They say that all good things must end. On Martha’s Vineyard many feel that happens at the end of every season. Others feel that the end of the season is just the beginning of another season. The only real constant, in my opinion, is change. Time waits for no one, but in our memories we cherish all that we hold dear. Living on this island I have gathered memories of people, places, and things that I will never forget, both happy and sad. To be a part of a place where so many others travel to just to be a part of for even a short period of time is very unique.

What are your memories? What was something that you remember so well that no longer exists? Whether it involves the original Humphrey’s location up island or a romantic weekend at an inn that is no more, the memories are yours to recall and share.

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That Was Then, This Is Now

As I type this blog, a full moon beams down through the large windows of my living room, Cassandra Wilson and Jacky Terrasson provide the music, and I think of an approaching anniversary. On January 14, 2006 my life was interrupted. Not just a minor annoyance like a traffic ticket or a failed romance but a slam into the wall, dead stop. A house fire took all of my possessions and destroyed them. Worse, it took my canine companion of six years, Dabo. Things can be replaced, companions not so much. What could not be measured at that time was what other elements of my character would be altered by the event, which lessons would be learned, and how long it would take to recover and to what degree, because I have come to learn you never completely recover from certain aspects of such a tragedy.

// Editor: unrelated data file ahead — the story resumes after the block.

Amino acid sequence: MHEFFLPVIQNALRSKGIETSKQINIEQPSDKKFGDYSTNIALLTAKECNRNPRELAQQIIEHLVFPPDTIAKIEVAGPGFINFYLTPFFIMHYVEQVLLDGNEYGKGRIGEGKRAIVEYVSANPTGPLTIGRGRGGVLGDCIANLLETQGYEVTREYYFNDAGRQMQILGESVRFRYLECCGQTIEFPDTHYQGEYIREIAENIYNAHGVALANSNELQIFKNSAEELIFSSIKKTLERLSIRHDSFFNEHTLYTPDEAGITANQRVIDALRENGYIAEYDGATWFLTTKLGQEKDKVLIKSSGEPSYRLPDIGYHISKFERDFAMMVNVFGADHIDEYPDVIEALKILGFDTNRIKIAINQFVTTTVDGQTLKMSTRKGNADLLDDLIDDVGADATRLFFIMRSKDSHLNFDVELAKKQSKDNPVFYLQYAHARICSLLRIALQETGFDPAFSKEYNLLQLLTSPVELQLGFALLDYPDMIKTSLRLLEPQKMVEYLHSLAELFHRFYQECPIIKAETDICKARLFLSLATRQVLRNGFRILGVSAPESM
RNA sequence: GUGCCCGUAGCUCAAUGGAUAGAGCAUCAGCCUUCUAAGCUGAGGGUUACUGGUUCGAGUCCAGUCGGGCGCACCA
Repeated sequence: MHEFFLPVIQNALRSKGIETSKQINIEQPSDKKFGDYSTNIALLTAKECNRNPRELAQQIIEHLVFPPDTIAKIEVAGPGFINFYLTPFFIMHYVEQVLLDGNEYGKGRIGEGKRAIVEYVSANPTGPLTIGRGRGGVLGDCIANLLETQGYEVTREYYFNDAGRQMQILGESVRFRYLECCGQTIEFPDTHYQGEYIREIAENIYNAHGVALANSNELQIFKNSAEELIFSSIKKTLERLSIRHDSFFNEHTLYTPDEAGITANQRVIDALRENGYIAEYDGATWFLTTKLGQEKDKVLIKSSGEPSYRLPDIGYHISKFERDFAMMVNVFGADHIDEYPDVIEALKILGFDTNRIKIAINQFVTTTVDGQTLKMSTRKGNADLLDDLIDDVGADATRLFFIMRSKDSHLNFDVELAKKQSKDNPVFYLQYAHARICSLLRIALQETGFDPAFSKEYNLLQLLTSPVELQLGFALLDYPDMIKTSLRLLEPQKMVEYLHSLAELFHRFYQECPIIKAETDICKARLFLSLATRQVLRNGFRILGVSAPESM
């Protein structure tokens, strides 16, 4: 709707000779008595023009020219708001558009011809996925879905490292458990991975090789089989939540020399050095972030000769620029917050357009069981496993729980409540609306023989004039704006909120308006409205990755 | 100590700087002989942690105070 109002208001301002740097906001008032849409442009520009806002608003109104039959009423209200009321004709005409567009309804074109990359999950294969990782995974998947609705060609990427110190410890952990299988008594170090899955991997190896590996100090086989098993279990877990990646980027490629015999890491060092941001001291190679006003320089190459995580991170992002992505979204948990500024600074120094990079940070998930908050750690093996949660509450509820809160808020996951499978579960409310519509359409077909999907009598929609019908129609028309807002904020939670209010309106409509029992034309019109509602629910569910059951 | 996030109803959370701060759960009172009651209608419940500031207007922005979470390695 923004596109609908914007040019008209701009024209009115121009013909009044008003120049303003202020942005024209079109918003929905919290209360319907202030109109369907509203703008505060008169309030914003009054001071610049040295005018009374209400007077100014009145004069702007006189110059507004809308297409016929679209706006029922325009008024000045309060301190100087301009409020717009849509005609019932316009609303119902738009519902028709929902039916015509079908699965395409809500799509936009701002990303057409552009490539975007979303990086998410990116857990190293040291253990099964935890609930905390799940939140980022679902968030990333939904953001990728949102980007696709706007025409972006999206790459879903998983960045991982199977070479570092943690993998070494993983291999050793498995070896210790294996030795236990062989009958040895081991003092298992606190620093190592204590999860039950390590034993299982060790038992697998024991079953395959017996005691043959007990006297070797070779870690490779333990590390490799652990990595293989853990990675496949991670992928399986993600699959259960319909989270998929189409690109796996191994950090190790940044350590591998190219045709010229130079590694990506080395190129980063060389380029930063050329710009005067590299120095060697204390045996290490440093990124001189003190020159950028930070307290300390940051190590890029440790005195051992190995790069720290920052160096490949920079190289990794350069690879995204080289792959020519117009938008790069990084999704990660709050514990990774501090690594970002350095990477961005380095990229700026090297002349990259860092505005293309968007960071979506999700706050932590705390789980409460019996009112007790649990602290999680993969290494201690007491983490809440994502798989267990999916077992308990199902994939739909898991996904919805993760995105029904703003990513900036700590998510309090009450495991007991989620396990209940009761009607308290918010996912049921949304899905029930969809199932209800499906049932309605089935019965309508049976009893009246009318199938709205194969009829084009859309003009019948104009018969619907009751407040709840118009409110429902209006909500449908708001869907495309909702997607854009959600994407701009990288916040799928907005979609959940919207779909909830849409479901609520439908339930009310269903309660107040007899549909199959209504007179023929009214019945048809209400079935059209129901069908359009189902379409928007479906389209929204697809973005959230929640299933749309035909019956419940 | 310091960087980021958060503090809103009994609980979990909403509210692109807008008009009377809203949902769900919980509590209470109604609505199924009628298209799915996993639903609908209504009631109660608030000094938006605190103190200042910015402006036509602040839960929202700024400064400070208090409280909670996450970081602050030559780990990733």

The fire started at a wood stove that got too hot and ignited what surrounded it, as simple as that. I had gone to work a few hours earlier and returned home for lunch. All appeared normal until I opened the front door to a wall of smoke. From there it was all just a matter of calling 911 and waiting for the emergency responders to arrive. A call to my insurance agent brought him to the scene shortly thereafter. After a few hours there was nothing to do but leave. I went to my office and made some incoherent phone calls. I had a place to stay for the night and that’s all I knew.